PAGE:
A Clover woman says she was scammed out of $8,500 by a man pretending to be a soldier in Afghanistan.
Rita Collins has a soft spot for military men.
Many in her family have served.
So when she met a man named David Longo on a dating website, she was intrigued by his supposed military service.
"He said he was a captain in the U.S. Army serving in Afghanistan," said Collins.
He sent her
pictures and videos, and they chatted through Yahoo Messenger.
He mailed his military
ID... this picture with her name on it.
After months, she was convinced he wanted to marry her and help her, an enticing offer to a widow with two
children who is out of work.
"He wanted me to pay my home off and buy a home for us," said Collins.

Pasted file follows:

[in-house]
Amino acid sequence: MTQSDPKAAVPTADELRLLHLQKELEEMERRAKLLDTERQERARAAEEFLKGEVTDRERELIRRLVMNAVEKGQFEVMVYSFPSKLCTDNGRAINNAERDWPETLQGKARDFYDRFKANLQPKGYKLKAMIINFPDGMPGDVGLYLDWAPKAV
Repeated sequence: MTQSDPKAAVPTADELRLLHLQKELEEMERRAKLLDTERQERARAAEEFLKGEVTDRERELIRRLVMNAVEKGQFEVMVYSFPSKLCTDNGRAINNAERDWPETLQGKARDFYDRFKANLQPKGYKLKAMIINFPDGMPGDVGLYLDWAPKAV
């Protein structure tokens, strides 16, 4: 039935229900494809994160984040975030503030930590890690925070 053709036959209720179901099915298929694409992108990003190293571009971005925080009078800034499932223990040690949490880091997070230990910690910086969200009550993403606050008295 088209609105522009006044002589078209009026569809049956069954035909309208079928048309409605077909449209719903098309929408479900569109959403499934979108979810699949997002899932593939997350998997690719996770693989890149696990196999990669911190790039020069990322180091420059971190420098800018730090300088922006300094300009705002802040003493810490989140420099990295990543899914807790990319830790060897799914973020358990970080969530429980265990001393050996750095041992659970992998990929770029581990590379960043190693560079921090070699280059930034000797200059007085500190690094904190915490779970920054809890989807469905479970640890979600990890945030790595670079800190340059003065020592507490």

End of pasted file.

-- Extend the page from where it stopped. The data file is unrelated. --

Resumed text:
But first she needed to wire $8,500 for taxes and fees to Malaysia.
"It hit me after he asked for another $2,500, I've been scammed," said Collins.
Sadly, Collins appears to have fallen victim to a growing online
plot that some call military romance scams.
We found a website where people post real pictures they say the criminals are using to trick women.
One specifically pointed to a photo, which Rita thought was
of "David Longo," as a picture that has been used in repeated scams.
Tom Bartholomy with the
Better Business Bureau sees it all too often.
It happens, he says, because it works.
"We haven't seen a single successful prosecution of
these -- even when it's a friendly country like Canada." said Bartholomy.
The only way to stop it is to warn people
"don't wire money to strangers."
Clover police told Rita this is out of their jurisdiction.
The FBI has a website to report these cybercrimes.